Omnia Health Live Africa set to bring together policy drivers, thought leaders, expert clinicians and decision-makers to transform healthcare’s most pressing challenges through collaboration and empowerment.
The international healthcare community sits at a critical juncture, particularly with the COVID-19 pandemic placing a spotlight on some of the industry’s biggest resource challenges.
According to Wouter Molman, Executive Vice President for Informa Markets – Healthcare, the pressures placed on Africa’s healthcare systems over the last six months have led to a stronger call for innovative technological and digital solutions to support better patient management, universal access and disease prevention.
The event [Omnia Health Live Africa to be held from 12-16 October 2020] will address human, infrastructural and policy challenges and opportunities relating to the adoption of these digital health technologies in Africa.
Technologies such as the Internet of Things, wearables, and sensors are opening up possibilities for easier monitoring of individuals’ health in remote areas.
According to reports, more than 400 million people live on the continent with little or no access to healthcare. Half of this population lives in rural areas, but only one-quarter of doctors in Africa are deployed there.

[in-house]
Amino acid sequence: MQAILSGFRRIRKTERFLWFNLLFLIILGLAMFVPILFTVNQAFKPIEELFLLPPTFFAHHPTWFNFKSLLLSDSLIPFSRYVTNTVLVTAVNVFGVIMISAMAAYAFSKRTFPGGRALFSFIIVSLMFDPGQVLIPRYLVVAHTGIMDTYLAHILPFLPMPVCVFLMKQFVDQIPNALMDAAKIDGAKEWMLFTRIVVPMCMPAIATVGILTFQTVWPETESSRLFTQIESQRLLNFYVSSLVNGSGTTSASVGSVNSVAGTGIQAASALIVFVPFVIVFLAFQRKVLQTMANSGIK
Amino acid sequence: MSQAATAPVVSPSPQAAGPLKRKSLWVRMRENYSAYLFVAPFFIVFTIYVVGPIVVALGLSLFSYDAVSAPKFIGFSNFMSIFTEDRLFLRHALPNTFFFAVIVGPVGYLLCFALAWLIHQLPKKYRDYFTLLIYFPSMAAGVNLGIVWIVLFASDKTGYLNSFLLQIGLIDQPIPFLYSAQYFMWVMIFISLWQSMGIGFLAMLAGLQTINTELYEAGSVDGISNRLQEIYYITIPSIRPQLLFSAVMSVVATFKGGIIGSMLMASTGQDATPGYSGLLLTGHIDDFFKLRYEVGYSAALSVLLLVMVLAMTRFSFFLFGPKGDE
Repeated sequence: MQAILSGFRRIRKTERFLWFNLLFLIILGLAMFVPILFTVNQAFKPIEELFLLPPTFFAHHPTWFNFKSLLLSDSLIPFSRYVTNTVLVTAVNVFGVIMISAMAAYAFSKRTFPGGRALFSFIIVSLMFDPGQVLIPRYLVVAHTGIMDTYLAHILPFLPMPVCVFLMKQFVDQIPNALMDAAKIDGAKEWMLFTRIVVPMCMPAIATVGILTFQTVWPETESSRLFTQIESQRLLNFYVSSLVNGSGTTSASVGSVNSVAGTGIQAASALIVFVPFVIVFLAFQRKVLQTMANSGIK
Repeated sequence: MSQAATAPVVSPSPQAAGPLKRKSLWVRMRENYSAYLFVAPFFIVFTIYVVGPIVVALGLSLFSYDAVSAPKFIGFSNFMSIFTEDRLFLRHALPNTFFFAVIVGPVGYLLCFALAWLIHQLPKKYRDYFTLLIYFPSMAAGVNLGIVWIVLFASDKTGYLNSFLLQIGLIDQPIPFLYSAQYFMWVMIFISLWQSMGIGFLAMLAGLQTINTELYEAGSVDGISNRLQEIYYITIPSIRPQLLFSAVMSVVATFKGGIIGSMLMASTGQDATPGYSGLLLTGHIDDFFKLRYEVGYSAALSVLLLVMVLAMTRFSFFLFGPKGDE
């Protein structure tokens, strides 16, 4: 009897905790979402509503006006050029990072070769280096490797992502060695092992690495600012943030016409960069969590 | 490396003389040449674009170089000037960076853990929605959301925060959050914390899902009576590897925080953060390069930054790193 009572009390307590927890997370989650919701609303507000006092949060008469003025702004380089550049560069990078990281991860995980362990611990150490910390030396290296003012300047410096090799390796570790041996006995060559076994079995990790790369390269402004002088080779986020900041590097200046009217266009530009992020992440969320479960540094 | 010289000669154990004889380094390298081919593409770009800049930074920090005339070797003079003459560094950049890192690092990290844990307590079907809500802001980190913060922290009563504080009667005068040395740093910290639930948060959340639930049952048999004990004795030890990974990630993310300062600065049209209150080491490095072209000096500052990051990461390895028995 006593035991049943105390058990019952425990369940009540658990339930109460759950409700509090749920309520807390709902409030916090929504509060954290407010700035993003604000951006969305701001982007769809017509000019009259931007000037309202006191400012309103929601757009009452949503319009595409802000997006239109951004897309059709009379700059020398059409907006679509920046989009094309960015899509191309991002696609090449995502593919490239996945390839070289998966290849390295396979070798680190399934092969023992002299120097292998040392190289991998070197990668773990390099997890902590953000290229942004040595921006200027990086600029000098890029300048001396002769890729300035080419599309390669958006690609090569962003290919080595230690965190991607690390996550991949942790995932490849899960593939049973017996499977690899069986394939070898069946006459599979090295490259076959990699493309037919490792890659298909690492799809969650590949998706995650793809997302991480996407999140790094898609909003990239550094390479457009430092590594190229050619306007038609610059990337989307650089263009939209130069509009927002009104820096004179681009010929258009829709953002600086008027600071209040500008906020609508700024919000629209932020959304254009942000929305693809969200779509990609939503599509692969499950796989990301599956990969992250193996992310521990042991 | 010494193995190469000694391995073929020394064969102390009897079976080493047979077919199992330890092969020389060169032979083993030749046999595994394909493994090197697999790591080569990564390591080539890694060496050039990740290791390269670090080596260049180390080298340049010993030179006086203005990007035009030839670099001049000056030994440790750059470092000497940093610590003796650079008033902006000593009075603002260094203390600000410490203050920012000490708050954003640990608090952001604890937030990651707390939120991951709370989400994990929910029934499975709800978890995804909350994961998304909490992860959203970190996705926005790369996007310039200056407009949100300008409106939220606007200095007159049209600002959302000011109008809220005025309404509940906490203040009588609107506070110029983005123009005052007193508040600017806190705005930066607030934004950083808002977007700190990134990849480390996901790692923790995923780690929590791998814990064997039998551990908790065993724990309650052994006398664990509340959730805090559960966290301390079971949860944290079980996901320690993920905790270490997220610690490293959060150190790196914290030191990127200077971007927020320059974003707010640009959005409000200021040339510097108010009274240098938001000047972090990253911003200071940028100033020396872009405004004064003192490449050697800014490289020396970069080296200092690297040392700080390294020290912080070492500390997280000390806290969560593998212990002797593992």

Big data and telemedicine are also gaining widespread adoption across Africa. Recently, the Health Professions Council of South Africa amended its guidelines for telemedicine. The technology has risen to the challenge to fill the void created by the lack of medical personnel on the continent.
For instance, wider adoption of telemedicine turned out to be an asset for countries such as Nigeria where, according to the World Health Organisation, there are only four doctors per 10,000 patients, or South Africa where reportedly at least 80 per cent of the population doesn’t have direct access to professional healthcare advice because they either can’t afford it or live in rural areas without medical facilities.
Artificial intelligence (AI) is also a radical game-changer, offering tremendous promise in transforming healthcare in Africa. It acts as a viable tool for tackling health challenges, reducing costs, and improving health access and quality. A breakthrough use of the technology has been in using it to scan through lung CTs for signs of COVID–related pneumonia.
The event has adopted six pillars as the foundation for the knowledge-sharing sessions. These include Patient Safety, Leadership, Diagnostics, Infrastructure, Supply Chain and Evidence-Based Medicine.